Dear Mr Oettinger,
I hope you don’t mind my writing to you in such a direct way, but we like to be informal in the technology world. I’m addressing you to commend you for the conceptual leap you nearly made in your first blog post as Digital Czar (or whatever the official title is.) It’s entitled Connected Europe? Broadband for All is the Answer, and while I’ve heard snappier titles, it’s actually the contents that are worth discussing.
In this blog post you argue that the digital divide is intolerable, and that we need to be thinking outside the box to connect rural areas with high-speed internet. I couldn’t agree with you more, and it’s nice to see you come out of the gate with such a strong will to break the mold. You may not be aware how much the mold has been cast by telecom lobbyists, but I’m sure you’ll find out soon enough.
You then argue that because the cost of deploying infrastructure in rural areas is so high and the expectation of revenue so low, we should consider granting monopolies to operators who agree to go there. In economic terms, they call this kind of situation a natural monopoly, and it’s good to hear you state clearly that yes, infrastructure is a natural monopoly. As you dig in deeper on these issues, you will actually discover that this doesn’t just apply to rural areas, but to 99% of most European countries.
But I digress.
The only issue with your proposal is that you don’t actually have to sacrifice the rights of citizens to choose their providers to achieve what you want. The reason is very simple: the natural monopoly is actually the infrastructure, not the service. And we in Europe (unlike our American friends) have been running multiple services on shared copper infrastructure for years. It’s very simple to do.
So since we’re thinking really outside the box, why not consider infrastructure and services as separate issues? There are several ways this can be (and has been) done:
- we could establish an infrastructure company for rural areas that would have all kinds of public and private shareholders (including operators, local governments, investment banks, long-term financial funds, etc.) This company would wholesale access to their network to all market players, thus allowing rural areas to have connectivity and choice.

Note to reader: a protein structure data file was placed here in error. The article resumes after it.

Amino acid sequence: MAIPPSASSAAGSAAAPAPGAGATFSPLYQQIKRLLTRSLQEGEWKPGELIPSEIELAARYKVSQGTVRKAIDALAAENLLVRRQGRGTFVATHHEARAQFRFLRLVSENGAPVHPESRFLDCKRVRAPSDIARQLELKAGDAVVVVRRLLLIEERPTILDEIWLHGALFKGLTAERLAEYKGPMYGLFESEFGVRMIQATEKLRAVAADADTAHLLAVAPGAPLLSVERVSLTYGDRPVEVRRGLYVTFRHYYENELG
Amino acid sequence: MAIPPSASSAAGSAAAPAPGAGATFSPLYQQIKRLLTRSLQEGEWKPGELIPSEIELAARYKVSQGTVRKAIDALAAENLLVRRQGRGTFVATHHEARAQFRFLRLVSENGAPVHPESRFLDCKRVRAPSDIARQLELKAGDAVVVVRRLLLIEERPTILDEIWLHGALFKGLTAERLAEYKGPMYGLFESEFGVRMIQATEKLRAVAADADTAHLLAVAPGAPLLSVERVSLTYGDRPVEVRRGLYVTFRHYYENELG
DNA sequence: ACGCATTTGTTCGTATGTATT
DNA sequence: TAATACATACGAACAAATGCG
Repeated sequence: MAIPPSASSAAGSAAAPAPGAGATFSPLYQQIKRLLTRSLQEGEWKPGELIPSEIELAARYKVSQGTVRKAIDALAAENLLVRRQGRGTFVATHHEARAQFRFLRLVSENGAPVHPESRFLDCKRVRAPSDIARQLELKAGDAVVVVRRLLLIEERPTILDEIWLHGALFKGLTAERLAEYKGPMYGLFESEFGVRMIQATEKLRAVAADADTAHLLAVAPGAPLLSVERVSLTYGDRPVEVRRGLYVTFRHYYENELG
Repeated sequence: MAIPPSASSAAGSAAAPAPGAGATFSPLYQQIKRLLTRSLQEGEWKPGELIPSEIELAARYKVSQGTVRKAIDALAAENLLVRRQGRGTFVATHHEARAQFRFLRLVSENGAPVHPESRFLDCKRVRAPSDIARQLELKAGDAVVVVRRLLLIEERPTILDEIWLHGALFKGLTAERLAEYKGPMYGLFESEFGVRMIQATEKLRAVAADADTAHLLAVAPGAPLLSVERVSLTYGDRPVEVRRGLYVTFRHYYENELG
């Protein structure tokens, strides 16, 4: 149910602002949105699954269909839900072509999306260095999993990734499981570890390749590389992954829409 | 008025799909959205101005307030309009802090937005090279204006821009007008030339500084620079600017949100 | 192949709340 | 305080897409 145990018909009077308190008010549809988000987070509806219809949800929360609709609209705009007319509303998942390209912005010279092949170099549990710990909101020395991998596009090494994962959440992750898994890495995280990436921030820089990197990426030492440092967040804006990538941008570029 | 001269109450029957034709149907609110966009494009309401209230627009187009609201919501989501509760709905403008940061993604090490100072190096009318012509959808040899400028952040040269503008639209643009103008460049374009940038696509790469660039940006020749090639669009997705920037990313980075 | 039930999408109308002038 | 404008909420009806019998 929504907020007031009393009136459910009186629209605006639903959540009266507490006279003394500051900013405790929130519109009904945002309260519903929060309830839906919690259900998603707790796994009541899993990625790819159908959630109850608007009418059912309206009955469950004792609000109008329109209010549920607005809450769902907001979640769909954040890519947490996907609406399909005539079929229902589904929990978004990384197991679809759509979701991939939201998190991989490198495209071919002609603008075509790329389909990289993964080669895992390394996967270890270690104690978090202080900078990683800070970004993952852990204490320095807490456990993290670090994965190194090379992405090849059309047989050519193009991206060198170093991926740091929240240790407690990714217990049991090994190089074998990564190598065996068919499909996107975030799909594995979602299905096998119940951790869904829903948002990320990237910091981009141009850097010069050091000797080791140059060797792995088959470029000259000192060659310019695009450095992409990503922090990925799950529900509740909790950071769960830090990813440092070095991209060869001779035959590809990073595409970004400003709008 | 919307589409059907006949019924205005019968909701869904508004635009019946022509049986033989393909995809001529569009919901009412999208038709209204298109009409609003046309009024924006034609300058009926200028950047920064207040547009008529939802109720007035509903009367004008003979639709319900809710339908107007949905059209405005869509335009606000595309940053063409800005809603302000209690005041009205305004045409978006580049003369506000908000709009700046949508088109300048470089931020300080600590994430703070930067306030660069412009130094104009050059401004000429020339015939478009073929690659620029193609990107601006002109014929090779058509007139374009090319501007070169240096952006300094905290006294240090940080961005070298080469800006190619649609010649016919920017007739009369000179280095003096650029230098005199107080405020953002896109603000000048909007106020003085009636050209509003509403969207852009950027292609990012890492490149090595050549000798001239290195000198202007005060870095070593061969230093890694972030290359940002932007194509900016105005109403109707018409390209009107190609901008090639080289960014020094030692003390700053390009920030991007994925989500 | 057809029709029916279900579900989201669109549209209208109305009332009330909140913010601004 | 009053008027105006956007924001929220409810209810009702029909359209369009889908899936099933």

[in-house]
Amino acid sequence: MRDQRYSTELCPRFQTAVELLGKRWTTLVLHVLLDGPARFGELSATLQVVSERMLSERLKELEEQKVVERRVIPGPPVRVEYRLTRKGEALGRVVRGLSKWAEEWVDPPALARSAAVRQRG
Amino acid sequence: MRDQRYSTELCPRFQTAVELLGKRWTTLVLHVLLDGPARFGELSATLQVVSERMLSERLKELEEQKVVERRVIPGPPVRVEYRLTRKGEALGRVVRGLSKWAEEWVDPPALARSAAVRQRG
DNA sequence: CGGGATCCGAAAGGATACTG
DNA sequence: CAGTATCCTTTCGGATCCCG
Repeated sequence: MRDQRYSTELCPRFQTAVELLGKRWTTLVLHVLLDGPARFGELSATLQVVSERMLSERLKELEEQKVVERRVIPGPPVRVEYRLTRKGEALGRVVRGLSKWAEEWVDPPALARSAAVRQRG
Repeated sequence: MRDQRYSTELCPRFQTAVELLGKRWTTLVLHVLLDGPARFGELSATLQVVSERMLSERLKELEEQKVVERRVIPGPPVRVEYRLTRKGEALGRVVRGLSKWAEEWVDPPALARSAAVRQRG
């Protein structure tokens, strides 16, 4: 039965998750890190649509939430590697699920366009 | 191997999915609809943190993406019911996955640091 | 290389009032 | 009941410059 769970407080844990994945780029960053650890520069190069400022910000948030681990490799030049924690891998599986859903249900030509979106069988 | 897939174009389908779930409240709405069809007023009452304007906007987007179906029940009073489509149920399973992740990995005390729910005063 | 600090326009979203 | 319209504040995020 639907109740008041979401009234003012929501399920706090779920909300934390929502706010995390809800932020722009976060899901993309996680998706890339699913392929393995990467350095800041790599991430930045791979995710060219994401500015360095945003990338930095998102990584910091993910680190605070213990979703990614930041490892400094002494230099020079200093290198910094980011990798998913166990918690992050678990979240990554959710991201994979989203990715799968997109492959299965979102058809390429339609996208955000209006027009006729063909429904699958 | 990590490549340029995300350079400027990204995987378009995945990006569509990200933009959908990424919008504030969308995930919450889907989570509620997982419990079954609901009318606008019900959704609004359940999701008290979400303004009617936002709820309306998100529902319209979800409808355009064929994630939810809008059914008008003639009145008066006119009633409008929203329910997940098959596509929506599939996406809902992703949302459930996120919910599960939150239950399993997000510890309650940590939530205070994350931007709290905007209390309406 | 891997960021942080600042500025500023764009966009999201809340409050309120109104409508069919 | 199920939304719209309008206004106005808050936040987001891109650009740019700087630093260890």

- if we’re a little bolder, we could look at what New Zealand did and actually separate the incumbent’s infrastructure and service arms. Make them into two companies with no financial ties between them. One company would be focused on long-term investment and operations, the other would be focused on short-term service retailing.
This last concept is called structural separation. It was never discussed by the previous commission because, well, it’s a “taboo”. One of those taboos that millions of Euros of lobbying money has kept silent at the bottom of a deep, dark, hole.
Yet I and a number of colleagues believe that it could actually help solve the issue of underinvestment in broadband infrastructure at very little (if any) cost to the European taxpayer. And it wouldn’t just solve it for rural areas, it would solve it for Europe.
Tomorrow, my colleague Thomas Langer and I are running a webinar to present our findings in this area. We have modeled a structurally separated market in one country in Europe you know well and found that the resulting capacity for investment was vastly higher than current investment while at the same time representing significant financial upswing for the shareholders of the incumbent. It’s free to attend and we hope you or members of your staff will join this webinar. It should not be “taboo” to ask such questions and start a public discussion on them.